• Political risk: This is the risk that government policy will have an adverse effect on your investment. This has historically been most prevalent in emerging market investing. For example, if you invest in China you would probably want an additional return compared to investing in the UK, due to the inherent political risk.

Unfortunately, political risk now seems to be unavoidable in any market and is currently the main driver of price movements of virtually all assets. As the eurozone debt crisis and the implications for our financial system continue, this seems unlikely to change soon.

Constructing a portfolio

To recap, risk and return are intrinsically linked, but some risks can be diversified away. By diversifying correctly, you can increase your potential return and reduce your risk.

As well as diversifying away specific risks in stocks, you can also diversify away some of the market risk of equities by investing in other asset classes, such as bonds and property. The asset allocation of a portfolio is the key driver of returns.

Getting the mix of a portfolio right is difficult. It is possible to overdiversify, as once you get past a certain point each additional position makes a much smaller difference to your risk.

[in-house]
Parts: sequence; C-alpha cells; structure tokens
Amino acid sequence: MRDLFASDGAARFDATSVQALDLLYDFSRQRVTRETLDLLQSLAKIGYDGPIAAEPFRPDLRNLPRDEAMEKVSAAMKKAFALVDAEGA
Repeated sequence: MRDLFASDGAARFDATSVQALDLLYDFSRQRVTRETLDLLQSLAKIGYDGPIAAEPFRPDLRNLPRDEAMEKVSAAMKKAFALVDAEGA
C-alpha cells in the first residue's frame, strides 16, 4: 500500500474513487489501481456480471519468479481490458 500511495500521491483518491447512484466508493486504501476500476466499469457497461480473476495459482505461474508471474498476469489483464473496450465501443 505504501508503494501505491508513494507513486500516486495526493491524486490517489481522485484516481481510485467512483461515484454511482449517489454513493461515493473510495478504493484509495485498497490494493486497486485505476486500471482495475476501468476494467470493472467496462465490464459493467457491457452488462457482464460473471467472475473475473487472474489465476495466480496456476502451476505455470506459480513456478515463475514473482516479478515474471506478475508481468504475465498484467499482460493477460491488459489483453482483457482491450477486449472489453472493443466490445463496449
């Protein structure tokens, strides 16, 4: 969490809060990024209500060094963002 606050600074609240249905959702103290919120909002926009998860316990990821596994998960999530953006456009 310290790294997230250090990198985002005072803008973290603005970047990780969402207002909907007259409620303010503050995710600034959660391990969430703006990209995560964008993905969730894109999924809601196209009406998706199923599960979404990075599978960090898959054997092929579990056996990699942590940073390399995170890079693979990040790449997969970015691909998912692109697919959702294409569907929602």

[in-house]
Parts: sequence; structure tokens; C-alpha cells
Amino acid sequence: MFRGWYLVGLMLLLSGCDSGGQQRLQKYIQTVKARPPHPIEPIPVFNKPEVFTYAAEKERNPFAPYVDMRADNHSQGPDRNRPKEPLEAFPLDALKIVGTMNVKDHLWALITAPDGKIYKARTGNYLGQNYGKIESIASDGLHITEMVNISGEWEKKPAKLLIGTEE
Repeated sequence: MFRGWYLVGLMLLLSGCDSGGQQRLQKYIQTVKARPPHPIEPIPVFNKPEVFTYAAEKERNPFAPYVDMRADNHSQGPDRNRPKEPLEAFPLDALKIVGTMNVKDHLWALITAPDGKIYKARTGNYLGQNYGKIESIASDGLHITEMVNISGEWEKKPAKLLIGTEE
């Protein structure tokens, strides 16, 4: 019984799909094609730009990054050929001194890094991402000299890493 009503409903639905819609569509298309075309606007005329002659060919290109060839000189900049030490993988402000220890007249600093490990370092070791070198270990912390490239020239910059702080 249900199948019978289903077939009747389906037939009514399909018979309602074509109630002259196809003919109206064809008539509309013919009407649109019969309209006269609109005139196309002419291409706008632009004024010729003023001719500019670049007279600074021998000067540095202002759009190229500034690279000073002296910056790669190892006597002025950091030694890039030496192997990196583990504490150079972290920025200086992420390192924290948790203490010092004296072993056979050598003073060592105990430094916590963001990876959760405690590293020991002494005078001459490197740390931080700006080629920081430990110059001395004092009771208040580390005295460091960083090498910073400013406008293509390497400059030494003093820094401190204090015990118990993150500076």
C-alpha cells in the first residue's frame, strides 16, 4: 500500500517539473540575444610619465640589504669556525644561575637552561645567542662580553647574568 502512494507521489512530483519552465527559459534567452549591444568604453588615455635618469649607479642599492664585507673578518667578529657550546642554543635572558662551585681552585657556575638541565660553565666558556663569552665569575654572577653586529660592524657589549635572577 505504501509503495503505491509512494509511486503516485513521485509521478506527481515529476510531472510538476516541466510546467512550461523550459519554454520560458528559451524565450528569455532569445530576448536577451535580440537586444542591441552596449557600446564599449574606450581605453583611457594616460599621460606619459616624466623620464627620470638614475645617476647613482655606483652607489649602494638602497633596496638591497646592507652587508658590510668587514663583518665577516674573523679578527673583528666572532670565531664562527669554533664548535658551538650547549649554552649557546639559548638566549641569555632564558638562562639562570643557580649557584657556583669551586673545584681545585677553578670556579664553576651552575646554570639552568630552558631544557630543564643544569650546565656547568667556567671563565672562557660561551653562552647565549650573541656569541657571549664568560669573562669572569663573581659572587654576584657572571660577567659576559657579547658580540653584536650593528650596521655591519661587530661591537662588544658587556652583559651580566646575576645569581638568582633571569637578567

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4 comments so far. Why not have your say?

Not all ETF's are the same

Jun 28, 2012 at 08:45

Ultimately, what is "risk" and how are you defining it?

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Hilary Gowen

Jun 29, 2012 at 08:40

This important issue should be at the heart of your portfolio decisions. One easy shortcut is to use the market yield as a proxy for risk. For my part I realised that ultimately I would need income from my investments, so I became an 'income' investor. My main assets are: property (family house), pension (employer) and financial assets - approximately 1/3 each. The financial assets are divided, approximately evenly between cash, dividend shares and fixed-interest securities - within the last two categories it is possible to have a blend of assets with increasing yield (and therefore risk).

http://www.the-diy-income-investor.com/p/portfolio-uk-based.html

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Steve123

Jul 01, 2012 at 15:50

This article does not contain much useable information.

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Barry Faith

Jul 03, 2012 at 07:58

What is risk? A future uncertainty whihc may have an impact on what you wnat to get done.. It can be an opportunity or a threat.

The key components of any risk are its likelihood of occuring, its impact if it does occur, its significance (product of likelihood and uncertainty); aolong with the time or times it is likely to occur amd the degre to which it is controllable. By assesing these conponents, one can then decide on the response which, basically are: avoid - reduce the likelihood of occurring to zero; contain - reduce the likelihood and/or impact to an acceptable level; or accept, where one just accepts the risk.